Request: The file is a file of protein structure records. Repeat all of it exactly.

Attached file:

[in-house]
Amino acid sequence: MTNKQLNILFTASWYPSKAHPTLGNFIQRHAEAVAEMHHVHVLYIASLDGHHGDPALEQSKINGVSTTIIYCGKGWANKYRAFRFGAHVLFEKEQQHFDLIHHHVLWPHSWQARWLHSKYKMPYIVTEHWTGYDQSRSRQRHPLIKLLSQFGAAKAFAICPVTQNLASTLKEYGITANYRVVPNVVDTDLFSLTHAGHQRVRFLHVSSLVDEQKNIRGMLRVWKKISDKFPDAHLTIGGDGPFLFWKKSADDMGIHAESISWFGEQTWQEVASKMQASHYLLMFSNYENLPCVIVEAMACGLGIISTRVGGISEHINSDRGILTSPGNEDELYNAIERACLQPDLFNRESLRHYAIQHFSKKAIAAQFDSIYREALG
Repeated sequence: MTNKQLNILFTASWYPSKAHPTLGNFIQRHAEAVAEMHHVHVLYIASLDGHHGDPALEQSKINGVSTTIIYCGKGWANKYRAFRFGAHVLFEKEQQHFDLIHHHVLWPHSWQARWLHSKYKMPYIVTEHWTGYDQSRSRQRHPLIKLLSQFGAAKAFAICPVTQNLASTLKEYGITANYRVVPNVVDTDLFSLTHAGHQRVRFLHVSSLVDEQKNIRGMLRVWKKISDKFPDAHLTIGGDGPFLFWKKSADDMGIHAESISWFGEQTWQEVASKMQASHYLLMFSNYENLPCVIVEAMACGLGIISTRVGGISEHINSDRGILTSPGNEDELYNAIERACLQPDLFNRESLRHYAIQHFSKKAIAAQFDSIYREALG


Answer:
[in-house]
Amino acid sequence: MTNKQLNILFTASWYPSKAHPTLGNFIQRHAEAVAEMHHVHVLYIASLDGHHGDPALEQSKINGVSTTIIYCGKGWANKYRAFRFGAHVLFEKEQQHFDLIHHHVLWPHSWQARWLHSKYKMPYIVTEHWTGYDQSRSRQRHPLIKLLSQFGAAKAFAICPVTQNLASTLKEYGITANYRVVPNVVDTDLFSLTHAGHQRVRFLHVSSLVDEQKNIRGMLRVWKKISDKFPDAHLTIGGDGPFLFWKKSADDMGIHAESISWFGEQTWQEVASKMQASHYLLMFSNYENLPCVIVEAMACGLGIISTRVGGISEHINSDRGILTSPGNEDELYNAIERACLQPDLFNRESLRHYAIQHFSKKAIAAQFDSIYREALG
Repeated sequence: MTNKQLNILFTASWYPSKAHPTLGNFIQRHAEAVAEMHHVHVLYIASLDGHHGDPALEQSKINGVSTTIIYCGKGWANKYRAFRFGAHVLFEKEQQHFDLIHHHVLWPHSWQARWLHSKYKMPYIVTEHWTGYDQSRSRQRHPLIKLLSQFGAAKAFAICPVTQNLASTLKEYGITANYRVVPNVVDTDLFSLTHAGHQRVRFLHVSSLVDEQKNIRGMLRVWKKISDKFPDAHLTIGGDGPFLFWKKSADDMGIHAESISWFGEQTWQEVASKMQASHYLLMFSNYENLPCVIVEAMACGLGIISTRVGGISEHINSDRGILTSPGNEDELYNAIERACLQPDLFNRESLRHYAIQHFSKKAIAAQFDSIYREALG